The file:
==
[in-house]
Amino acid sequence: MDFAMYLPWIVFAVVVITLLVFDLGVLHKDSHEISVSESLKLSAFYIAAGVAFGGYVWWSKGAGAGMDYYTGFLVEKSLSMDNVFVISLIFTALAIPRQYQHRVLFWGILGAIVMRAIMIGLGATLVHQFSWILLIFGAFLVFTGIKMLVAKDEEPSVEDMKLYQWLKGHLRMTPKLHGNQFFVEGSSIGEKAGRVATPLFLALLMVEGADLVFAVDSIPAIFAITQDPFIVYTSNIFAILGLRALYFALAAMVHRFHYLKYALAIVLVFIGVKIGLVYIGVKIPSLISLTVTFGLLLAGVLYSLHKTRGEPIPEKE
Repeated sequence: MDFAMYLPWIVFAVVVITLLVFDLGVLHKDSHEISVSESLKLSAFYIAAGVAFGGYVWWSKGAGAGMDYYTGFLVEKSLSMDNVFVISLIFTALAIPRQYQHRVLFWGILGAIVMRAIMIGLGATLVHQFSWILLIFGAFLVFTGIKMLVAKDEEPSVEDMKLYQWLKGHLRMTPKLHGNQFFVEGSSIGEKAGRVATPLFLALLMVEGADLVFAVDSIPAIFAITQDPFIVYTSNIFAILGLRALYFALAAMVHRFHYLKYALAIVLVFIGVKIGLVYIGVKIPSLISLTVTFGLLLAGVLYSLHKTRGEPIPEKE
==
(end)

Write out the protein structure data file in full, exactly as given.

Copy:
[in-house]
Amino acid sequence: MDFAMYLPWIVFAVVVITLLVFDLGVLHKDSHEISVSESLKLSAFYIAAGVAFGGYVWWSKGAGAGMDYYTGFLVEKSLSMDNVFVISLIFTALAIPRQYQHRVLFWGILGAIVMRAIMIGLGATLVHQFSWILLIFGAFLVFTGIKMLVAKDEEPSVEDMKLYQWLKGHLRMTPKLHGNQFFVEGSSIGEKAGRVATPLFLALLMVEGADLVFAVDSIPAIFAITQDPFIVYTSNIFAILGLRALYFALAAMVHRFHYLKYALAIVLVFIGVKIGLVYIGVKIPSLISLTVTFGLLLAGVLYSLHKTRGEPIPEKE
Repeated sequence: MDFAMYLPWIVFAVVVITLLVFDLGVLHKDSHEISVSESLKLSAFYIAAGVAFGGYVWWSKGAGAGMDYYTGFLVEKSLSMDNVFVISLIFTALAIPRQYQHRVLFWGILGAIVMRAIMIGLGATLVHQFSWILLIFGAFLVFTGIKMLVAKDEEPSVEDMKLYQWLKGHLRMTPKLHGNQFFVEGSSIGEKAGRVATPLFLALLMVEGADLVFAVDSIPAIFAITQDPFIVYTSNIFAILGLRALYFALAAMVHRFHYLKYALAIVLVFIGVKIGLVYIGVKIPSLISLTVTFGLLLAGVLYSLHKTRGEPIPEKE